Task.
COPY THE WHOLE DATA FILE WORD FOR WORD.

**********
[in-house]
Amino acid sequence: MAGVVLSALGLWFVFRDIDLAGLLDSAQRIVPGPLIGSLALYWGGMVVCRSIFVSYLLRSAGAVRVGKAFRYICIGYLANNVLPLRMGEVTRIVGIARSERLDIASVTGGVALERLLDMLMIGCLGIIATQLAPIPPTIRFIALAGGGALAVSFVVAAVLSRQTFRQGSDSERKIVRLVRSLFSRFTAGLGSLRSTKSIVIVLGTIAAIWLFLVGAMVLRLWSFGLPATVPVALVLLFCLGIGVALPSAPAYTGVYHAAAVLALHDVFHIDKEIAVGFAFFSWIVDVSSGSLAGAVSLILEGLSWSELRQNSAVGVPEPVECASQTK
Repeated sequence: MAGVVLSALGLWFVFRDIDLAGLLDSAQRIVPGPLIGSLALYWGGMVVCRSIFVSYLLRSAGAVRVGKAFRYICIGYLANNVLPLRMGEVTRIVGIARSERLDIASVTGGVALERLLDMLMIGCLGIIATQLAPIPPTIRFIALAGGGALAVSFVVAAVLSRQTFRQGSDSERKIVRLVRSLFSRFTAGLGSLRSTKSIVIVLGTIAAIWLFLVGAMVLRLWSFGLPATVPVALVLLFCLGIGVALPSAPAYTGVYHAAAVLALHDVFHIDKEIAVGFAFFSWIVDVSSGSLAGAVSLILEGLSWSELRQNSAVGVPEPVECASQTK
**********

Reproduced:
[in-house]
Amino acid sequence: MAGVVLSALGLWFVFRDIDLAGLLDSAQRIVPGPLIGSLALYWGGMVVCRSIFVSYLLRSAGAVRVGKAFRYICIGYLANNVLPLRMGEVTRIVGIARSERLDIASVTGGVALERLLDMLMIGCLGIIATQLAPIPPTIRFIALAGGGALAVSFVVAAVLSRQTFRQGSDSERKIVRLVRSLFSRFTAGLGSLRSTKSIVIVLGTIAAIWLFLVGAMVLRLWSFGLPATVPVALVLLFCLGIGVALPSAPAYTGVYHAAAVLALHDVFHIDKEIAVGFAFFSWIVDVSSGSLAGAVSLILEGLSWSELRQNSAVGVPEPVECASQTK
Repeated sequence: MAGVVLSALGLWFVFRDIDLAGLLDSAQRIVPGPLIGSLALYWGGMVVCRSIFVSYLLRSAGAVRVGKAFRYICIGYLANNVLPLRMGEVTRIVGIARSERLDIASVTGGVALERLLDMLMIGCLGIIATQLAPIPPTIRFIALAGGGALAVSFVVAAVLSRQTFRQGSDSERKIVRLVRSLFSRFTAGLGSLRSTKSIVIVLGTIAAIWLFLVGAMVLRLWSFGLPATVPVALVLLFCLGIGVALPSAPAYTGVYHAAAVLALHDVFHIDKEIAVGFAFFSWIVDVSSGSLAGAVSLILEGLSWSELRQNSAVGVPEPVECASQTK